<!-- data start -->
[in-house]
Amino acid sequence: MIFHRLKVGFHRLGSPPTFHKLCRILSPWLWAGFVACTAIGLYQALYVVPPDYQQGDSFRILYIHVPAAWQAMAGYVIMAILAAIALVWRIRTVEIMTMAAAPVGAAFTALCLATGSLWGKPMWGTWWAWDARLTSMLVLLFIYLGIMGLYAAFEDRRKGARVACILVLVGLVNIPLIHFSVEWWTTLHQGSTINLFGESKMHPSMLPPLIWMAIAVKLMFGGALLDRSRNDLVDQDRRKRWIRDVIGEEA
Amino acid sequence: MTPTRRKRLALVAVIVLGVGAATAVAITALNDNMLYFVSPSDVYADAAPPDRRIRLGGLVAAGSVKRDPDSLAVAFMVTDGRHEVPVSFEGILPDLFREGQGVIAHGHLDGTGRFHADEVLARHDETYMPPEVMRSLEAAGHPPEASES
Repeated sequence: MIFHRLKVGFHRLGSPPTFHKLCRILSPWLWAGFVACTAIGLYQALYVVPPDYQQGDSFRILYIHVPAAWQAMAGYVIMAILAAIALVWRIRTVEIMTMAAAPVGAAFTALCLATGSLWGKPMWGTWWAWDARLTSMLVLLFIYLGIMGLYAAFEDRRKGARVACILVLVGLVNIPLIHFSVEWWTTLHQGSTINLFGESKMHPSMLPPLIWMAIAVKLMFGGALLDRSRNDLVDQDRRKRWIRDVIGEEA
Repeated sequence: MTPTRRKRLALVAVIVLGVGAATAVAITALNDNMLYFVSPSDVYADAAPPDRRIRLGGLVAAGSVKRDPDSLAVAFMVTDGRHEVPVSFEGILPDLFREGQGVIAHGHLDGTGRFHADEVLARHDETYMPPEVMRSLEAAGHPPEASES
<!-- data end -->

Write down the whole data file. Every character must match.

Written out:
[in-house]
Amino acid sequence: MIFHRLKVGFHRLGSPPTFHKLCRILSPWLWAGFVACTAIGLYQALYVVPPDYQQGDSFRILYIHVPAAWQAMAGYVIMAILAAIALVWRIRTVEIMTMAAAPVGAAFTALCLATGSLWGKPMWGTWWAWDARLTSMLVLLFIYLGIMGLYAAFEDRRKGARVACILVLVGLVNIPLIHFSVEWWTTLHQGSTINLFGESKMHPSMLPPLIWMAIAVKLMFGGALLDRSRNDLVDQDRRKRWIRDVIGEEA
Amino acid sequence: MTPTRRKRLALVAVIVLGVGAATAVAITALNDNMLYFVSPSDVYADAAPPDRRIRLGGLVAAGSVKRDPDSLAVAFMVTDGRHEVPVSFEGILPDLFREGQGVIAHGHLDGTGRFHADEVLARHDETYMPPEVMRSLEAAGHPPEASES
Repeated sequence: MIFHRLKVGFHRLGSPPTFHKLCRILSPWLWAGFVACTAIGLYQALYVVPPDYQQGDSFRILYIHVPAAWQAMAGYVIMAILAAIALVWRIRTVEIMTMAAAPVGAAFTALCLATGSLWGKPMWGTWWAWDARLTSMLVLLFIYLGIMGLYAAFEDRRKGARVACILVLVGLVNIPLIHFSVEWWTTLHQGSTINLFGESKMHPSMLPPLIWMAIAVKLMFGGALLDRSRNDLVDQDRRKRWIRDVIGEEA
Repeated sequence: MTPTRRKRLALVAVIVLGVGAATAVAITALNDNMLYFVSPSDVYADAAPPDRRIRLGGLVAAGSVKRDPDSLAVAFMVTDGRHEVPVSFEGILPDLFREGQGVIAHGHLDGTGRFHADEVLARHDETYMPPEVMRSLEAAGHPPEASES